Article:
The 80’s soundtrack is great –and even though the film is set in the present–there is a genuine 80’s feel. Stick around at the end, for footage of the black and white amateur movie that gave the writer Luke Fraser, who is the producer’s son, the idea to make a full length film. 

Toplined by Benedict Cumberbatch, The Electrical Life of Louis Wain is a story of beauty, loss and creativity. (Photo: Supplied)

The Electrical Life of Louis Wain

First of all, is there any role that Benedict Cumberbatch can’t play?

Narrated by the divine Olivia Colman (The Favourite) and starring Claire Foy (The Crown) as Wain’s love interest, this film is a story of beauty, loss and creativity. Cumberbatch plays Wain as an intense and passionate artist who sees the world differently than most. He does everything with all of his heart–whether it is swimming for exercise, chasing down a bull to draw him properly or walking in on his sisters’ governess, when he realizes that he feels a romantic attraction for the first time in his life.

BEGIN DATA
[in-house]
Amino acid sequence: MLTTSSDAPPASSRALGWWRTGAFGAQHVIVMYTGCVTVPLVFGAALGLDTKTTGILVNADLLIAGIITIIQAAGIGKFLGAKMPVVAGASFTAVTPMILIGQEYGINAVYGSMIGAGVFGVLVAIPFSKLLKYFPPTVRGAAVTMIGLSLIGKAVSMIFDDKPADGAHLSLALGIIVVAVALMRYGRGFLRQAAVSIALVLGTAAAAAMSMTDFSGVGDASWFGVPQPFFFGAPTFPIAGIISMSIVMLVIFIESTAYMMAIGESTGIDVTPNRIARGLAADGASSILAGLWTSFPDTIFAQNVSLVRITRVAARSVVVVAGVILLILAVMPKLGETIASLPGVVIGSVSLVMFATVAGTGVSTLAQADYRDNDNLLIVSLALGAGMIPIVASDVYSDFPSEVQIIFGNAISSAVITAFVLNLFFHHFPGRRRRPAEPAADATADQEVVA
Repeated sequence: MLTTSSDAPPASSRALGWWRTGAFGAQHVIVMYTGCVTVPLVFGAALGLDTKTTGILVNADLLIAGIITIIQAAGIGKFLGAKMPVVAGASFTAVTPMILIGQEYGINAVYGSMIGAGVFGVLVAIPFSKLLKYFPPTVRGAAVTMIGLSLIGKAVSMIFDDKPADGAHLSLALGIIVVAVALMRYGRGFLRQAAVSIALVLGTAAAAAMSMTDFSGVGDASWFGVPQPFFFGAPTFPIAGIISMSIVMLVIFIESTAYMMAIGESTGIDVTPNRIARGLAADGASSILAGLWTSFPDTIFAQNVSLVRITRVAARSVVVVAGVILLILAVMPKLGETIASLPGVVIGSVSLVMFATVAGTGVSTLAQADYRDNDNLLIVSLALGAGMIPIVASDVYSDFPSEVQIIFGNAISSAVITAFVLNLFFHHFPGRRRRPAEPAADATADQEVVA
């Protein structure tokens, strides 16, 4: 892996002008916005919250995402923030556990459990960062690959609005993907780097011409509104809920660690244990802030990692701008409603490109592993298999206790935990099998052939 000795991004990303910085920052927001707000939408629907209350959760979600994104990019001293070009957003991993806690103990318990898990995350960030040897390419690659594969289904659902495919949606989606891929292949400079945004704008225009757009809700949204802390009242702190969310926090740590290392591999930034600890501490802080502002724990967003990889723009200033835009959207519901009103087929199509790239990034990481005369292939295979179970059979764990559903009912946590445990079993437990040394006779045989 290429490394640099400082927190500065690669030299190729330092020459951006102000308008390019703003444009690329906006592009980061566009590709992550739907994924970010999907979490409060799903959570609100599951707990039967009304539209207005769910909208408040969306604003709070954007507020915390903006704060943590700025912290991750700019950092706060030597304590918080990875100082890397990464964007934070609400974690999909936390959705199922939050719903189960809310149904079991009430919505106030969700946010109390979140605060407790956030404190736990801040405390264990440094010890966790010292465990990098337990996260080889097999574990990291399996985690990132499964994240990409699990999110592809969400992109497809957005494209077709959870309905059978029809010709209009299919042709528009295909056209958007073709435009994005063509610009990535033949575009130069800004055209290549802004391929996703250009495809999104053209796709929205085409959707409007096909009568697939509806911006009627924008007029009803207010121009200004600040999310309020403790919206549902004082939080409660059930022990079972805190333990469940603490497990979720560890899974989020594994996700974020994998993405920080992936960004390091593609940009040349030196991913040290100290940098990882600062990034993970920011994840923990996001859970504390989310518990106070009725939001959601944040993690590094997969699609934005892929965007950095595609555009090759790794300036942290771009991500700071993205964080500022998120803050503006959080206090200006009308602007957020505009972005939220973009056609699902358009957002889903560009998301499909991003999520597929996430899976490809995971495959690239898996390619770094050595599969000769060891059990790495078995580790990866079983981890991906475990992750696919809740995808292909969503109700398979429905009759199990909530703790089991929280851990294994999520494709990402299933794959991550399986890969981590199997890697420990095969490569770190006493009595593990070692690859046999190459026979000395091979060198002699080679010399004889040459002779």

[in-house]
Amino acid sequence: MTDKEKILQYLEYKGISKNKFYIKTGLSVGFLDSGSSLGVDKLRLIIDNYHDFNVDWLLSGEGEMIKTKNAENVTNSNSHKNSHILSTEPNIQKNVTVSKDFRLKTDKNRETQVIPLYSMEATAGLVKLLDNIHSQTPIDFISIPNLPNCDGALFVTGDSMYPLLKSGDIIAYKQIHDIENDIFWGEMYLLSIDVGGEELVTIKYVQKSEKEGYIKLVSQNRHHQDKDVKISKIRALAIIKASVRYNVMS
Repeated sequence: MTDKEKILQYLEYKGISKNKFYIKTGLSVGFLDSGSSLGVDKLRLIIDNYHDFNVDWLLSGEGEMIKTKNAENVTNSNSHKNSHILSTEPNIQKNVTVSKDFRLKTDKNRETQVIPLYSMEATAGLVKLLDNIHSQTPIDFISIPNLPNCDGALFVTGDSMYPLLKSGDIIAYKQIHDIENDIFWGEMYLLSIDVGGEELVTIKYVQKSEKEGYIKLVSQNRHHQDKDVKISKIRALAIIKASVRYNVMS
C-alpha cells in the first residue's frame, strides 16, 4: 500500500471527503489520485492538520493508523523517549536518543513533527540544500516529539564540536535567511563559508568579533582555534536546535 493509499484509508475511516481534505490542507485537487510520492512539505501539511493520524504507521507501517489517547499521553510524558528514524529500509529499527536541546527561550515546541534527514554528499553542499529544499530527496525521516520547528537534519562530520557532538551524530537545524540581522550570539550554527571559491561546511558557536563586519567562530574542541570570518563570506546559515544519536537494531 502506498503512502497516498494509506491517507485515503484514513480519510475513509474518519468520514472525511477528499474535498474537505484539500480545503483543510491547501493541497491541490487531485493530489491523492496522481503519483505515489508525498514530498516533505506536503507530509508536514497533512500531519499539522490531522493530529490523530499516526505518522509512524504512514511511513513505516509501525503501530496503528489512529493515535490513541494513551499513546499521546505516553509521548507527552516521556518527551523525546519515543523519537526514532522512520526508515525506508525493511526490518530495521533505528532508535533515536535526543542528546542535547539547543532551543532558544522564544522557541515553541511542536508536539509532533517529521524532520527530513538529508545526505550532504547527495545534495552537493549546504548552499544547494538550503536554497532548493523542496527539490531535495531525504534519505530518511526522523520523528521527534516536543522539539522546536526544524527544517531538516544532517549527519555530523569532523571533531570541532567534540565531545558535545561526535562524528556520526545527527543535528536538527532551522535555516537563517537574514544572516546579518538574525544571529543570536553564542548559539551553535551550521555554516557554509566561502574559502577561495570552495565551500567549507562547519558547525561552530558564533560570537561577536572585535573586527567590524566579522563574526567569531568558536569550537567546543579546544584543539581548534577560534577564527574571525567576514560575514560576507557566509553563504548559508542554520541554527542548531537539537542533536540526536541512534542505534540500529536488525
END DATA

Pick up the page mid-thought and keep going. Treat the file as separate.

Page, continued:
Foy is charming as his wife – perhaps the only person who understands his demons and loves him for his true nature. During a difficult period, they find a kitten and his drawings of this beloved pet become lively and cartoonish. Wide eyed cats, engaged in a variety of activities became his obsession and his prolific drawings are now world famous. The theory is that people did not appreciate cats and only saw them as mousers in the past; they were not recognized for their variety of abilities and moods.

Louis tells his wife that in order to draw, all you have to do is look. He holds on to the lessons she taught him through difficult times with his family, his health, his financial ups and downs and his success. Taika Waititi (Jojo Rabbit ) does a cameo as one of his supporters — an American editor who helps to publicize his work on the other side of the pond.